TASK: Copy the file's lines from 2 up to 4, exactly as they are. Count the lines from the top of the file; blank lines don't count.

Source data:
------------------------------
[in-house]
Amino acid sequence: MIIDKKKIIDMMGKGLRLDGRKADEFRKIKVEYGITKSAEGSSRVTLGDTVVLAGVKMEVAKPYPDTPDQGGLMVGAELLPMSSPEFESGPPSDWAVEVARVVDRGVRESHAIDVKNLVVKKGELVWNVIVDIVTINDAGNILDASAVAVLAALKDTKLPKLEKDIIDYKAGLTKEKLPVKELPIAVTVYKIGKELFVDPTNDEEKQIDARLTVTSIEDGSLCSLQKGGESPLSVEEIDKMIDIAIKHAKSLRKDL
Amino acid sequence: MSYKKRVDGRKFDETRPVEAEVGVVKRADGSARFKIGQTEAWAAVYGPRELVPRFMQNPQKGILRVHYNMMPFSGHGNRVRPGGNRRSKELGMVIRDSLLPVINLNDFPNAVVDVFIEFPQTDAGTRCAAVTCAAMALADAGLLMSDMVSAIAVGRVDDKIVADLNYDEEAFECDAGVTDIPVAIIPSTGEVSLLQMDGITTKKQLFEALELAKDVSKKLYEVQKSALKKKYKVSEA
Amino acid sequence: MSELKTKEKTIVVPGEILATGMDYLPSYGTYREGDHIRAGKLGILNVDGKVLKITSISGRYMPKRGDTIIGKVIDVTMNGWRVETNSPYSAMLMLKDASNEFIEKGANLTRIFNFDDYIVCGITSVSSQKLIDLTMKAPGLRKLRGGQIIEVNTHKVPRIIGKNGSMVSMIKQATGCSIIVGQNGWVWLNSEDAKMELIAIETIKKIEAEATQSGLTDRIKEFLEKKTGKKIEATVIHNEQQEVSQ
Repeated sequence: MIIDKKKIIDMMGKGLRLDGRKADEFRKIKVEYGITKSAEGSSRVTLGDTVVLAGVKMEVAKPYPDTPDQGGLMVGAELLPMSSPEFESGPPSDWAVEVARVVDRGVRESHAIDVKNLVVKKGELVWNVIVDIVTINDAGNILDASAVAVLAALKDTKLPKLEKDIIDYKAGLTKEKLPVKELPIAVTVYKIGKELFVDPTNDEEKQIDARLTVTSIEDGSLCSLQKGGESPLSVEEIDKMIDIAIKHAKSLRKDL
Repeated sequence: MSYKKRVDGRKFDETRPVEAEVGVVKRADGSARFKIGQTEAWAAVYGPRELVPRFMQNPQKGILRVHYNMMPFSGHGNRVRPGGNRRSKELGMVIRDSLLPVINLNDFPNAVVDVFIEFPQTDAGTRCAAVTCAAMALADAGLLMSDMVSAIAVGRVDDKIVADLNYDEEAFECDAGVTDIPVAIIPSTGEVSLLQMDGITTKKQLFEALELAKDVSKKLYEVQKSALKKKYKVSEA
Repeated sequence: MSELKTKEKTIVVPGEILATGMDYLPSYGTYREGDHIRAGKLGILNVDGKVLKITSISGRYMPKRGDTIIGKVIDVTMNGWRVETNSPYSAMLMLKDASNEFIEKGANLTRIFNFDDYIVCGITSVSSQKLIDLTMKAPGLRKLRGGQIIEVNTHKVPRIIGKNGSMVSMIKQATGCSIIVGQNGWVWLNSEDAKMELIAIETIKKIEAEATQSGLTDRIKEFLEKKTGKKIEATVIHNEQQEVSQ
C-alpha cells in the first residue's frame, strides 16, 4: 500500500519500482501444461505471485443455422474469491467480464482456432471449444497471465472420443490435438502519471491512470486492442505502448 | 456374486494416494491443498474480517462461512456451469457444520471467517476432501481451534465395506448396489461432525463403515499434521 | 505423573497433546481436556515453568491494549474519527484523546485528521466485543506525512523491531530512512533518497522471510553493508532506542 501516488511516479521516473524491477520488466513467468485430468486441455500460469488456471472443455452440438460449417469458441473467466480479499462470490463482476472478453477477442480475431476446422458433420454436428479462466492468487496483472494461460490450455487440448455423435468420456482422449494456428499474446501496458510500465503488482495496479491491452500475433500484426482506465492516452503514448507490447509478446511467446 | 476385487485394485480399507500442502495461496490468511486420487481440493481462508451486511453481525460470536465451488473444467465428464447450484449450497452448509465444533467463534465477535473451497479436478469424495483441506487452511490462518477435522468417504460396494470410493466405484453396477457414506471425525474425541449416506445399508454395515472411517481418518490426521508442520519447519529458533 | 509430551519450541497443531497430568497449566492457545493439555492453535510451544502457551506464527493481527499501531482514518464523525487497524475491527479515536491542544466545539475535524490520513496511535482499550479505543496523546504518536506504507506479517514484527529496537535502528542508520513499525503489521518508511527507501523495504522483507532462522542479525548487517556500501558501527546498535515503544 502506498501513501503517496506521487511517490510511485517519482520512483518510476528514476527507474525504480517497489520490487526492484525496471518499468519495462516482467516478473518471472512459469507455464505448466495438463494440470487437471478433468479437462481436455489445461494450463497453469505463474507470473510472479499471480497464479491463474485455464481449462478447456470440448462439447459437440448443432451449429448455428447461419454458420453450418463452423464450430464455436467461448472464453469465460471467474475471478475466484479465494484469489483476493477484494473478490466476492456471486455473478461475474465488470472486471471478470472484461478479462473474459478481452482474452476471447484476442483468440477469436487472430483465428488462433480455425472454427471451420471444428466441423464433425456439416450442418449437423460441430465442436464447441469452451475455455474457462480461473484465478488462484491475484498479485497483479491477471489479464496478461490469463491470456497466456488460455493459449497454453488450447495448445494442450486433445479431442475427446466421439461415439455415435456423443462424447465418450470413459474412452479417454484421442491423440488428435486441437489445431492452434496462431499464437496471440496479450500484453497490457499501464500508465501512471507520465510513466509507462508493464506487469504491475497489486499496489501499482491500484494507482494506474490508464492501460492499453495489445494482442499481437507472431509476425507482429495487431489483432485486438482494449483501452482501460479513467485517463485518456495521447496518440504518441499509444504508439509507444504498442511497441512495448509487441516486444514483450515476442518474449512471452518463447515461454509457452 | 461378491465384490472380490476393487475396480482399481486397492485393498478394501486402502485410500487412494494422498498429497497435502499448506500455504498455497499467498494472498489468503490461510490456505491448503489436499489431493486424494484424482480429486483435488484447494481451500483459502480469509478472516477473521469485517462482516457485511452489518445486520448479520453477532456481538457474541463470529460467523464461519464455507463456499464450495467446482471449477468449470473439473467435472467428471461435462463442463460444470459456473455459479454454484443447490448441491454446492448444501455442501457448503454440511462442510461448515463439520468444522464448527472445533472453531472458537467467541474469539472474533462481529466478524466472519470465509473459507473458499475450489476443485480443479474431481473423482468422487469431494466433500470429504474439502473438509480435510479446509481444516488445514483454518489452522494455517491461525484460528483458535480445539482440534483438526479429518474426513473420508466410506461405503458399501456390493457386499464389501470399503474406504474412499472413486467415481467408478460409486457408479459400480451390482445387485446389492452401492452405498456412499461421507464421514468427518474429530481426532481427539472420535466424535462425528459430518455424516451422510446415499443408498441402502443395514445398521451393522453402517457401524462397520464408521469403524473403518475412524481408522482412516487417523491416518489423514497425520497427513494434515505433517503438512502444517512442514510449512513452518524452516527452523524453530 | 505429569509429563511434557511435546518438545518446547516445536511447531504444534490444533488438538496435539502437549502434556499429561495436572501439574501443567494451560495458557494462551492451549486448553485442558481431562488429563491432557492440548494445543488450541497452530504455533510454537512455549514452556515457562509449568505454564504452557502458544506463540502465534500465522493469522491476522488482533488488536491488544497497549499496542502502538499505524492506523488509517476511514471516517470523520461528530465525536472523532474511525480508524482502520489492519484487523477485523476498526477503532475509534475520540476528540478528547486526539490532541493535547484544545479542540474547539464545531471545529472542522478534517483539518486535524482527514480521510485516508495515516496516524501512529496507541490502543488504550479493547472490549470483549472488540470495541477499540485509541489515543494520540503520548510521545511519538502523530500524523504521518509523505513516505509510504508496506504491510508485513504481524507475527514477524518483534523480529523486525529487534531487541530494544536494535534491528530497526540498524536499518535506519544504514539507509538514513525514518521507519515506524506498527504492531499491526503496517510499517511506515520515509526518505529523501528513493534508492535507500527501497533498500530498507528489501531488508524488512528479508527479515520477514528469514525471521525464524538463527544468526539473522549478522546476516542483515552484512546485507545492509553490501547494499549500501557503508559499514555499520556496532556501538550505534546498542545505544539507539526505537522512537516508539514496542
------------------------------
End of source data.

Amino acid sequence: MIIDKKKIIDMMGKGLRLDGRKADEFRKIKVEYGITKSAEGSSRVTLGDTVVLAGVKMEVAKPYPDTPDQGGLMVGAELLPMSSPEFESGPPSDWAVEVARVVDRGVRESHAIDVKNLVVKKGELVWNVIVDIVTINDAGNILDASAVAVLAALKDTKLPKLEKDIIDYKAGLTKEKLPVKELPIAVTVYKIGKELFVDPTNDEEKQIDARLTVTSIEDGSLCSLQKGGESPLSVEEIDKMIDIAIKHAKSLRKDL
Amino acid sequence: MSYKKRVDGRKFDETRPVEAEVGVVKRADGSARFKIGQTEAWAAVYGPRELVPRFMQNPQKGILRVHYNMMPFSGHGNRVRPGGNRRSKELGMVIRDSLLPVINLNDFPNAVVDVFIEFPQTDAGTRCAAVTCAAMALADAGLLMSDMVSAIAVGRVDDKIVADLNYDEEAFECDAGVTDIPVAIIPSTGEVSLLQMDGITTKKQLFEALELAKDVSKKLYEVQKSALKKKYKVSEA
Amino acid sequence: MSELKTKEKTIVVPGEILATGMDYLPSYGTYREGDHIRAGKLGILNVDGKVLKITSISGRYMPKRGDTIIGKVIDVTMNGWRVETNSPYSAMLMLKDASNEFIEKGANLTRIFNFDDYIVCGITSVSSQKLIDLTMKAPGLRKLRGGQIIEVNTHKVPRIIGKNGSMVSMIKQATGCSIIVGQNGWVWLNSEDAKMELIAIETIKKIEAEATQSGLTDRIKEFLEKKTGKKIEATVIHNEQQEVSQ